July 13, 2024
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The Challenges Faced by Autonomous Vehicles

The Challenges Faced by Autonomous Vehicles

Sid Krishnamurthi

The rate of innovation has sharply increased since the early 1900s, when the ICE (internal combustion engine) car was introduced, contributing to the astounding development of cars. Toyota Prius, the first commercially available hybrid vehicle, was introduced to the market in 1997. A few years later, Tesla debuted the “Roadster”, the first commercially available electric vehicle (EV).

Vehicle autonomy has grown in importance alongside the emergence of EVs, as seen by the fact that many new cars are equipped with partially autonomous features like AEB and collision avoidance. When it comes to innovation in autonomous car technology, technology businesses like Tesla that are foraying into the automotive sector are the driving force behind this. These businesses, in contrast to established players in the industry, are vertically integrated and focus on internal tech R&D, which enables them to deploy highly advanced autonomous vehicles much more quickly than competitors. The industry is aware of this and is working hard to change to remain competitive over the long term.

Solutions on the market today do not address the needs of autonomous driving in all situations in a sustainable way and, as a result, have become point solutions and operable in only certain conditions. Looking at the cause, current solutions in cars either rely on general-purpose CPUs or GPUs or a combination of both. CPUs by themselves do not have the architecture to address the very high compute needs and therefore have reliance on GPUs. On the other hand, GPUs are also general purpose with high compute capability, however, they lack low power consumption and, in many cases, processing efficiency. Due to these factors, the current offerings are not suitable for high-level AV perception, and the industry is constrained to partial autonomy as a result.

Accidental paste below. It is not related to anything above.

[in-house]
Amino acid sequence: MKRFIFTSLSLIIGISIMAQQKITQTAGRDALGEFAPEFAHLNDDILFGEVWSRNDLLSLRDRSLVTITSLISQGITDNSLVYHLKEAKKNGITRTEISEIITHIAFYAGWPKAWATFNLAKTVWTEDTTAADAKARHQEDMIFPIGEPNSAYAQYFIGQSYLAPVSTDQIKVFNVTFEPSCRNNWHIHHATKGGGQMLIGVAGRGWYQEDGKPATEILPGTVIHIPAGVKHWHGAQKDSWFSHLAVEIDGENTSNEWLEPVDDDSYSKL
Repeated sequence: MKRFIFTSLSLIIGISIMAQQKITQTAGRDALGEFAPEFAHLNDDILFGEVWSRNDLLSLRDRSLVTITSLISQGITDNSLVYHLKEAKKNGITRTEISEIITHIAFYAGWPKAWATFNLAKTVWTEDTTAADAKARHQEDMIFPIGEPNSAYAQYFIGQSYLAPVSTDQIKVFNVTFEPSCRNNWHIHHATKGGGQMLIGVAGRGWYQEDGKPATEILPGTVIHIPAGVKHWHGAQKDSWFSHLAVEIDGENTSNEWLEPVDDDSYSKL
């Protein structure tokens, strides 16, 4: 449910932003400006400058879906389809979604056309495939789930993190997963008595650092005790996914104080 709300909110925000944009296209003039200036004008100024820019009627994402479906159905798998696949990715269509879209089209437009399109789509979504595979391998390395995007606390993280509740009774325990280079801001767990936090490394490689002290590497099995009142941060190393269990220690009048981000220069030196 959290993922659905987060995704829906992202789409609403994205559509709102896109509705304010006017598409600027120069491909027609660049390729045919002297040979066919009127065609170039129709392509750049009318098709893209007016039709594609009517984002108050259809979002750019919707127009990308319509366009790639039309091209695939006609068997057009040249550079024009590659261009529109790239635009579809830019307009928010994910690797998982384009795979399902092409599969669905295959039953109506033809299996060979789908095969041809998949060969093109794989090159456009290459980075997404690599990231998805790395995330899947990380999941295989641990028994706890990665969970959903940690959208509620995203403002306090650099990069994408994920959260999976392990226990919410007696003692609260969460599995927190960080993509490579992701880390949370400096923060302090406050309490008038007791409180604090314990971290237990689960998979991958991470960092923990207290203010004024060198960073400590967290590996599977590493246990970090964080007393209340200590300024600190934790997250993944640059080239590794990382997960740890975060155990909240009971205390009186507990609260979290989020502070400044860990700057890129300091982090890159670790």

Autonomous Vehicles

As explained above, conventional businesses that have been around for decades are feeling the pressure as a result of technology companies joining the automotive industry. Companies that can innovate AV and battery technology at the quickest rate will succeed as the industry transitions to electric vehicles and cars become more and more autonomous. To address both high compute and low power consumption requirements, which are opposing forces, as well as offering a compute platform that satisfies software-defined vehicle requirements, purpose-built solutions are needed. Undoubtedly, the race to complete car autonomy is currently underway.

Investigating the primary cause of this compute complexity requires one to consider the entire AV system. High-resolution, high-frame rate camera data must always be processed in real-time to achieve the highest level of accuracy. Other than high-resolution image sensors that enable far better visual coverage than their low-resolution counterparts, other sensory functions like radar or LIDAR may also be incorporated for additional input to address corner cases.

Legacy technologies designed for generic compute platforms are not suited for the needs of driving autonomy without significant repurposing, which is a departure from suppliers’ mainstream business, and therefore not practical. A ground-up approach is required to address the specific problems of driving autonomy. A solution that is built for the challenges outlined by the complexity of autonomous driving. OEMs are seeking such a solution to stay competitive in the market for years to come. We are in the perfect storm.

About The Author

Sid Krishnamurthi, Senior Manager @ Recogni

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